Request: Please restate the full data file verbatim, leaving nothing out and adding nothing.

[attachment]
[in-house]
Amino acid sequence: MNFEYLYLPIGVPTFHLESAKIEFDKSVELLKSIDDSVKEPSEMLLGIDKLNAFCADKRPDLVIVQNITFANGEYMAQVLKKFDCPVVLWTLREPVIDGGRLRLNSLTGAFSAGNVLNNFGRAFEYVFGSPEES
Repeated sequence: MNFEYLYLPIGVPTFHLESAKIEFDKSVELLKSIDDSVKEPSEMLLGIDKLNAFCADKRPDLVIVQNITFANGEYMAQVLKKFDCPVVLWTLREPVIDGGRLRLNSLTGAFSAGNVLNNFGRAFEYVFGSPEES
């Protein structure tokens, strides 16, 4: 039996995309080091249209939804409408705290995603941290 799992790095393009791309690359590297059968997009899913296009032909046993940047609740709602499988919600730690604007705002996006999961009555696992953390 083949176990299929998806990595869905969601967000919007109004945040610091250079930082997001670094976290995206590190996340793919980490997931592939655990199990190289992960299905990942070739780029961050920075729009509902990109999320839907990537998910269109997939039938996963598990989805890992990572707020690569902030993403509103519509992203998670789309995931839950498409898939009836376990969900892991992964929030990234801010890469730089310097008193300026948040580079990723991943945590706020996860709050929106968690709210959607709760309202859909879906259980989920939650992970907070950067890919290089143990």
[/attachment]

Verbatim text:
[in-house]
Amino acid sequence: MNFEYLYLPIGVPTFHLESAKIEFDKSVELLKSIDDSVKEPSEMLLGIDKLNAFCADKRPDLVIVQNITFANGEYMAQVLKKFDCPVVLWTLREPVIDGGRLRLNSLTGAFSAGNVLNNFGRAFEYVFGSPEES
Repeated sequence: MNFEYLYLPIGVPTFHLESAKIEFDKSVELLKSIDDSVKEPSEMLLGIDKLNAFCADKRPDLVIVQNITFANGEYMAQVLKKFDCPVVLWTLREPVIDGGRLRLNSLTGAFSAGNVLNNFGRAFEYVFGSPEES
């Protein structure tokens, strides 16, 4: 039996995309080091249209939804409408705290995603941290 799992790095393009791309690359590297059968997009899913296009032909046993940047609740709602499988919600730690604007705002996006999961009555696992953390 083949176990299929998806990595869905969601967000919007109004945040610091250079930082997001670094976290995206590190996340793919980490997931592939655990199990190289992960299905990942070739780029961050920075729009509902990109999320839907990537998910269109997939039938996963598990989805890992990572707020690569902030993403509103519509992203998670789309995931839950498409898939009836376990969900892991992964929030990234801010890469730089310097008193300026948040580079990723991943945590706020996860709050929106968690709210959607709760309202859909879906259980989920939650992970907070950067890919290089143990």